4. Adams, James D, 1990. "Fundamental Stocks of Knowledge and Productivity Growth," Journal of Political Economy, University of Chicago Press, vol. 98(4), pages 673-702, August.
  5. Cassiman, Bruno & Veugelers, Reinhilde, 2001. "R&D cooperation and spillovers: Some empirical evidence," IESE Research Papers D/430, IESE Business School.
  6. Bronwyn H. Hall & Albert N. Link & John T. Scott, 2003. "Universities as Research Partners," The Review of Economics and Statistics, MIT Press, vol. 85(2), pages 485-491, May.
  7. Duguet, E., 2000. "Knowledge Diffusion, Technological Innovation and TFP Growth at the Firm Level : Evidence from French Manufacturing," Papiers d'Economie Mathématique et Applications 2000.105, Université Panthéon-Sorbonne (Paris 1).
  8. Acs, Zoltan J & Audretsch, David B & Feldman, Maryann P, 1992. "Real Effects of Academic Research: Comment," American Economic Review, American Economic Association, vol. 82(1), pages 363-67, March.
  9. Audretsch, David B & Vivarelli, Marco, 1994. "Small Firms and R&D Spillovers: Evidence from Italy," CEPR Discussion Papers 927, C.E.P.R. Discussion Papers.
  10. Heckman, James, 2013. "Sample selection bias as a specification error," Applied Econometrics, Publishing House "SINERGIA PRESS", vol. 31(3), pages 129-137.
  11. Mansfield, Edwin, 1980. "Basic Research and Productivity Increase in Manufacturing," American Economic Review, American Economic Association, vol. 70(5), pages 863-73, December.
  12. Cassiman, Bruno & Veugelers, Reinhilde, 2002. "Complementarity in the Innovation Strategy: Internal R&D, External Technology Acquisition and Cooperation," CEPR Discussion Papers 3284, C.E.P.R. Discussion Papers.
Full references (including those not matched with items on IDEAS)

This item is not listed on Wikipedia, on a reading list or among the top items on IDEAS.

When requesting a correction, please mention this item's handle: RePEc:wly:mgtdec:v:24:y:2003:i:2-3:p:133-145. See general information about how to correct material in RePEc.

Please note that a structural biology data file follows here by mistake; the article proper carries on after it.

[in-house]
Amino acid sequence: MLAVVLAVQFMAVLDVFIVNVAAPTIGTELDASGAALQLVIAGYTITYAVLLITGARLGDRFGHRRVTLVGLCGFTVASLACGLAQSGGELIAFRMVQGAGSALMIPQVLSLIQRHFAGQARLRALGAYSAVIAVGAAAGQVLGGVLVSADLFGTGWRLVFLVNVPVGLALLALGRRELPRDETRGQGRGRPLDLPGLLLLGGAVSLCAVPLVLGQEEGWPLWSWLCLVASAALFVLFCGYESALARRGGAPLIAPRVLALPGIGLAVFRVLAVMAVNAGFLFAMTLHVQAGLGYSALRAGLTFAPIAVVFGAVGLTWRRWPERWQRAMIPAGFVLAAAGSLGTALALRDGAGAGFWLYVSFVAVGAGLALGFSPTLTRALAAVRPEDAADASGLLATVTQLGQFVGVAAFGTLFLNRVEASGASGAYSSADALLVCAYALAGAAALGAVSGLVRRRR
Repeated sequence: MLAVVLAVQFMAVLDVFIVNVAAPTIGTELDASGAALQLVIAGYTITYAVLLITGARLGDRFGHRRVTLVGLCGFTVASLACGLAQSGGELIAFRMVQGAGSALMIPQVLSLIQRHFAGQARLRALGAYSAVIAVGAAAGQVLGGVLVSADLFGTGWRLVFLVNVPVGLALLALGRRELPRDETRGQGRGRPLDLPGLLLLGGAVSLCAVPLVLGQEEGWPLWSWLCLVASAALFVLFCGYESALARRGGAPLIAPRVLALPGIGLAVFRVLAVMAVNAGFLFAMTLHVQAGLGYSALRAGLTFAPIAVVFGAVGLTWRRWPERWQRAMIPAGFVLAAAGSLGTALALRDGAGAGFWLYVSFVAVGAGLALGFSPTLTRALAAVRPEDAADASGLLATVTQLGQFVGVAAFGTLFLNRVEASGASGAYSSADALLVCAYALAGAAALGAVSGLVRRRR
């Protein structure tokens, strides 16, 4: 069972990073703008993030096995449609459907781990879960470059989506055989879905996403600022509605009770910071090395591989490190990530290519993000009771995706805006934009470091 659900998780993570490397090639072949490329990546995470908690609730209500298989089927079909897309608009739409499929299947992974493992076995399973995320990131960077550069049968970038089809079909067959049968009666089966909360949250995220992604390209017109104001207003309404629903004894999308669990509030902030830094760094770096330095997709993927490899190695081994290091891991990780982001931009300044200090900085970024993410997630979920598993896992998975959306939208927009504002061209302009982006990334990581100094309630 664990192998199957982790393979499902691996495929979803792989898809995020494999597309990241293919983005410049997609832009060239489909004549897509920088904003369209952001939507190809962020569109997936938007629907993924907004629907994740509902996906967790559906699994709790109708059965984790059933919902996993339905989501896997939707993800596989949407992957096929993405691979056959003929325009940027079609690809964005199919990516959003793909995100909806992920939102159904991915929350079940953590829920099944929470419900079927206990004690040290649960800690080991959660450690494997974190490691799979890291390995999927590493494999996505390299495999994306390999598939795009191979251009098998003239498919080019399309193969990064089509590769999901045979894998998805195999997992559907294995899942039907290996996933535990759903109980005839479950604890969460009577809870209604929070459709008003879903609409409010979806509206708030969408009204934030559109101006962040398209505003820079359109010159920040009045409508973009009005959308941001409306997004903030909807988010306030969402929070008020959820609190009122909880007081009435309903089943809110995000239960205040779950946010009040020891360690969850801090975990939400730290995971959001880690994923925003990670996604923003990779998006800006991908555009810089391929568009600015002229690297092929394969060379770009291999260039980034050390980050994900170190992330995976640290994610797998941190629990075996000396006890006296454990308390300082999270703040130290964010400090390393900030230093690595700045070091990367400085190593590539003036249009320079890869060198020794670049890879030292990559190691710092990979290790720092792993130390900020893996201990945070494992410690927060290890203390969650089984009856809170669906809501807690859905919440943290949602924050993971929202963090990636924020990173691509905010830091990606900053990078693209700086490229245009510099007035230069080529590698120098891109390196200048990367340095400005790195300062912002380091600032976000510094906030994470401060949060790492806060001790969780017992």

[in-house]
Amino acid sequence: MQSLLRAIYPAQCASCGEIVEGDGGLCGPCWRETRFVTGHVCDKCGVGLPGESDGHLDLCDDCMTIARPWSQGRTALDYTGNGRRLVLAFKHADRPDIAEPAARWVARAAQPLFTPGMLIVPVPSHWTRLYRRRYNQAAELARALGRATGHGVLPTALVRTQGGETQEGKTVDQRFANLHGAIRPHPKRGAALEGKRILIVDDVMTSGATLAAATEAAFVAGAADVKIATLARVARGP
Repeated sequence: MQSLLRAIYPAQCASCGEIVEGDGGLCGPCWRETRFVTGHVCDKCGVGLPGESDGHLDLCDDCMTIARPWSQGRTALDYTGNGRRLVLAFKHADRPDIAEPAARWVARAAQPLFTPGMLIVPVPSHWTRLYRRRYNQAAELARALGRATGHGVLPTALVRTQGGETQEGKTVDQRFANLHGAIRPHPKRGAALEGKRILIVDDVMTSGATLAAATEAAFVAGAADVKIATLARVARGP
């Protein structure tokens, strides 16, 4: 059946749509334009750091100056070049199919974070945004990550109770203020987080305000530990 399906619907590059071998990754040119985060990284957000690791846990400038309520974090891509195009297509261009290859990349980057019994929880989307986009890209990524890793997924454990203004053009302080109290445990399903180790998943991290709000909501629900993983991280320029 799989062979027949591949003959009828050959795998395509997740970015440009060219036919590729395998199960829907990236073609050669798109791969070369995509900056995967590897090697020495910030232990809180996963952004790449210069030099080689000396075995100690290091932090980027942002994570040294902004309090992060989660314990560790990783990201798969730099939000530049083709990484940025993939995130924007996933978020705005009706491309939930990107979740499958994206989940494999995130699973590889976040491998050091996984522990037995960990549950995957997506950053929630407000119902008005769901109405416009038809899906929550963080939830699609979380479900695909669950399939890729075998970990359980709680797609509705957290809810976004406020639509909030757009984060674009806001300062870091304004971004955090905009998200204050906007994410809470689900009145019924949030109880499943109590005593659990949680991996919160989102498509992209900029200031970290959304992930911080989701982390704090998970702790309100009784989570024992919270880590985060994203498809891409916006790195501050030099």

For technical questions regarding this item, or to correct its authors, title, abstract, bibliographic or download information, contact: (Wiley-Blackwell Digital Licensing)

or (Christopher F. Baum)

If you have authored this item and are not yet registered with RePEc, we encourage you to do it here. This allows to link your profile to this item. It also allows you to accept potential citations to this item that we are uncertain about.

If references are entirely missing, you can add them using this form.

If the full references list an item that is present in RePEc, but the system did not link to it, you can help with this form.

If you know of missing items citing this one, you can help us creating those links by adding the relevant references in the same way as above, for each refering item. If you are a registered author of this item, you may also want to check the "citations" tab in your profile, as there may be some citations waiting for confirmation.

Please note that corrections may take a couple of weeks to filter through the various RePEc services.

This information is provided to you by IDEAS at the Research Division of the Federal Reserve Bank of St. Louis using RePEc data.